Here's how Boeing and Airbus became a duopoly
New York (CNN Business)Global demand for new aircraft is likely to be hurt for decades because of the Covid-19 pandemic. Yet Boeing just increased its industrywide Chinese sales forecast for the next 20 years — above where that estimate stood in pre-pandemic times.
Boeing now expects overall aircraft sales to China be 8,600 new airplanes, valued at $1.4 trillion, over the next 20 years. That estimate is 7% higher than its forecast a year ago.
It’s just one example of China’s economic recovery outpacing the rest of the world. It’s also in stark contrast to the falling global demand Boeing forecast just a month ago: On a worldwide scale, Boeing slashed its 10-year outlook for industrywide aircraft sales to 18,530, 11% lower than its 2019 estimate, and cut its 20-year outlook to 43,000 aircraft, down 2% from a year ago.
Boeing regularly issues forecasts for industrywide aircraft demand in different regions of the world.
The company’s bullish view of the Chinese market is driven by its expectation that passenger traffic will rise much faster there than the rest of the world. Boeing expects 5.5% annual passenger traffic growth in China during the next 20 years, compared to only 4% annual global growth in passenger traffic worldwide.
“While Covid-19 has severely impacted every passenger market worldwide, China’s fundamental growth drivers remain resilient and robust,” said Richard Wynne, Boeing’s managing director of China marketing.
Wynne cited China’s recovery from Covid-19 outpacing the rest of the world, along with continued government investment in transportation infrastructure, a large population to boost air traffic figures and “a flourishing domestic market,” all of which “mean this region of the world will thrive.”
According to Johns Hopkins University’s tracking of global Covid-19 cases, China has had only 922 infections in the last month and three deaths. That compares to 1,893 US Covid deaths on Wednesday alone.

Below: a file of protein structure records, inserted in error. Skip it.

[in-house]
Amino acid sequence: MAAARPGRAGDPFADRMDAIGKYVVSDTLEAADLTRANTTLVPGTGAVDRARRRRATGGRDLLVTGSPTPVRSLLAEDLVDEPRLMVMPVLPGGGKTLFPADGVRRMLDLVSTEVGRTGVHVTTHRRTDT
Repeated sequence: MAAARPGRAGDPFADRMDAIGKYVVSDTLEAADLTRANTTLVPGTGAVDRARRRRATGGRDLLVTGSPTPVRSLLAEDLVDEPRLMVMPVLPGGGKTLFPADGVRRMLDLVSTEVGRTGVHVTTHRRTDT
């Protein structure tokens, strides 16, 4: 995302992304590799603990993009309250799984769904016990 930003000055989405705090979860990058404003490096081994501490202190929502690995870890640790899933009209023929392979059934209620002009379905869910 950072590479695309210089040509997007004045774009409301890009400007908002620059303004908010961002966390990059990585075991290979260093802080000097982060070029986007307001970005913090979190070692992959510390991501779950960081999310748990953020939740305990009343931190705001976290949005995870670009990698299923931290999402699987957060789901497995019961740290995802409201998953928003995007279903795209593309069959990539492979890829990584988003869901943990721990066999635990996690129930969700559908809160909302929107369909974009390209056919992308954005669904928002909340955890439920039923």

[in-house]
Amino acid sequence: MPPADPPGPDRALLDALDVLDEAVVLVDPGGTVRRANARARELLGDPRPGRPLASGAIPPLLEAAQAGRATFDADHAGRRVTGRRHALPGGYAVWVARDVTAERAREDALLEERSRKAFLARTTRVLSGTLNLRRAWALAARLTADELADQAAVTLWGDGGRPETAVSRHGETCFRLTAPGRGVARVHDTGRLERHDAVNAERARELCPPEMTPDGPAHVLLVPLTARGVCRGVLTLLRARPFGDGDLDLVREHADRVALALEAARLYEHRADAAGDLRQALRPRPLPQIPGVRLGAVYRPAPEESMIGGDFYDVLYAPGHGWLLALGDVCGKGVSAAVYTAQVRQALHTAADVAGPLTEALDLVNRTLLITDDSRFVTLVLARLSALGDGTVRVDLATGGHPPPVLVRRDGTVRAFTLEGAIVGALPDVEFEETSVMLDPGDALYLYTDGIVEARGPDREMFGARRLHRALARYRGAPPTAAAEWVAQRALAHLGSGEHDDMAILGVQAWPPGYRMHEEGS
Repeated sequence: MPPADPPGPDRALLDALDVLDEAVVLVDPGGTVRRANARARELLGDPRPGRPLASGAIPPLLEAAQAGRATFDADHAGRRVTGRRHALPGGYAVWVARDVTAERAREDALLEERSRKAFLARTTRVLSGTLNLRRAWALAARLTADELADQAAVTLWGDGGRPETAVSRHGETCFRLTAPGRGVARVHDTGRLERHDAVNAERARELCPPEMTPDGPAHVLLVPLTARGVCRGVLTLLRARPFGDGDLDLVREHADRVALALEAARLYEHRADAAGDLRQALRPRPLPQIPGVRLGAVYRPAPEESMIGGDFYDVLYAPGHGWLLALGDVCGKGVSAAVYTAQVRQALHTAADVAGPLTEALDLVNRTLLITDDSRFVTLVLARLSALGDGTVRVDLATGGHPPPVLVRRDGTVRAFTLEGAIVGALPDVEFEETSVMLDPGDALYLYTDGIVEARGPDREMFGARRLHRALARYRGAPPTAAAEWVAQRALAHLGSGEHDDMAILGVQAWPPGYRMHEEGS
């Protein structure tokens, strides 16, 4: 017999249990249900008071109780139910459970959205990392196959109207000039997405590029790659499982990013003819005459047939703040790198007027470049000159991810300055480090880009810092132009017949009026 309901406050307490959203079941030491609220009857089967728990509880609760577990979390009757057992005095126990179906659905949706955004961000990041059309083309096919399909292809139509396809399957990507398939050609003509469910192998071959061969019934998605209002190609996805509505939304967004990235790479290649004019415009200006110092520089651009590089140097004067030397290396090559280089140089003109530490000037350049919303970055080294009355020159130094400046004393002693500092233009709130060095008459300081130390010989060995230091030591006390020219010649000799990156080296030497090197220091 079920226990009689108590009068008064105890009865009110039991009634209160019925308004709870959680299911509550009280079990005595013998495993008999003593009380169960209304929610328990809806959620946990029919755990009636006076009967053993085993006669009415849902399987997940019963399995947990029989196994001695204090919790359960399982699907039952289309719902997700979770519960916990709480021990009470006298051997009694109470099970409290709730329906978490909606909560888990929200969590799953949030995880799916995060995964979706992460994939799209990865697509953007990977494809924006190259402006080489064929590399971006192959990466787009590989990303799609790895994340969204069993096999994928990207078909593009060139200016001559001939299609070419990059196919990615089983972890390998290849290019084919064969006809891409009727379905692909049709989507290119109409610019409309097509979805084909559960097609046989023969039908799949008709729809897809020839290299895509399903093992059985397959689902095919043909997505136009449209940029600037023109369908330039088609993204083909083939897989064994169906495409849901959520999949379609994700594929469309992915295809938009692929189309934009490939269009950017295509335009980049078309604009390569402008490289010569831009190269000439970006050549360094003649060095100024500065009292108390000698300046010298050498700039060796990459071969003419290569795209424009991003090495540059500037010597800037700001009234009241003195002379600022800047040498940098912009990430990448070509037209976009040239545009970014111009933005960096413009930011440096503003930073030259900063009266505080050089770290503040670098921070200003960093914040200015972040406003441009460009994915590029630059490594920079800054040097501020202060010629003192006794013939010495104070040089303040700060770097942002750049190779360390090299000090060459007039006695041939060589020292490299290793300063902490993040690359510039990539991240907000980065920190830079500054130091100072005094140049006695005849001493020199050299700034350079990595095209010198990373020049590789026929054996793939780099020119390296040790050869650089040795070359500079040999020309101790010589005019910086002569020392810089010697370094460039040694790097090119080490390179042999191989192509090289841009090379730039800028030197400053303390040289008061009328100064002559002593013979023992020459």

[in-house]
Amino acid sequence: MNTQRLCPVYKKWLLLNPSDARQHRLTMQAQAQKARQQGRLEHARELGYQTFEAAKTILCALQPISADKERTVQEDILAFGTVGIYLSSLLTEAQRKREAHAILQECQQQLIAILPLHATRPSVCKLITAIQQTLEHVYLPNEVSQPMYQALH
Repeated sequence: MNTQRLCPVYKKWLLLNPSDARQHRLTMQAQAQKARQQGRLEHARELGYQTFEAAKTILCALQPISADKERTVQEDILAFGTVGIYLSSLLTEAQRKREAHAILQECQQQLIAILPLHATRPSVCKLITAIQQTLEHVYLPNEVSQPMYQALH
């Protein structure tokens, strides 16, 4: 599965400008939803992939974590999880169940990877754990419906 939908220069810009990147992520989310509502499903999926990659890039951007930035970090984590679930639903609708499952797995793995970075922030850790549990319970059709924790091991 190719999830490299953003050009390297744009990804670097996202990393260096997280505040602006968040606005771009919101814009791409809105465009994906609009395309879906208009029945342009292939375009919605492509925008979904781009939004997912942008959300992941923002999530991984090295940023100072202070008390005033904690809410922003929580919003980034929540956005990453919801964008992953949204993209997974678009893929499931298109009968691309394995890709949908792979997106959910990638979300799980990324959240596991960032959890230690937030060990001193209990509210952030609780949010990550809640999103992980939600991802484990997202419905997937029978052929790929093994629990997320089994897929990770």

China, which is the world’s second largest economy, was the only major world power to avoid a recession this year. The country mounted its relatively quick recovery through several measures, including stringent lockdown and population tracking policies and government funds to boost consumer and infrastructure spending. China’s GDP is expected to grow 1.6% this year, while the global economy as a whole will contract 5.2%, according to World Bank projections.
The downturn in global air travel is expected to last until at least 2024, according to the Interntional Air Transport Association — even if there is a much quicker end to the pandemic, since recessions traditionally cause a long-term drag on air travel. And that has caused a long-term hit to Boeing’s prospects.
The company, which has a backlog of orders for nearly 4,300 planes, has nonetheless cut its production targets and is in the process of eliminating nearly 15% of its jobs. Boeing has faced headwinds selling to China in recent years given trade tensions between the United States and China under the Trump administration.
It has booked only one new order since late 2017, two freighters ordered by China Cargo in May, although it’s likely that some of its other sales to leasing companies are destined for Chinese customers.
Boeing and rival Airbus (EADSF) have a virtual stranglehold on the market for large commercial jets, although upstart Commercial Aircraft Corporation of China, or Comac, is trying to enter the market.
But Boeing CEO Dave Calhoun told investors last month that he believes Boeing is well positioned to compete for Chinese sales when they bounce back.
“We’ve had great relationships. We continue to have them,” he said. “And the airlines need this kind of lift, and we happen to be one of two people in the world that can deliver it. And that will be that way for quite a while.”
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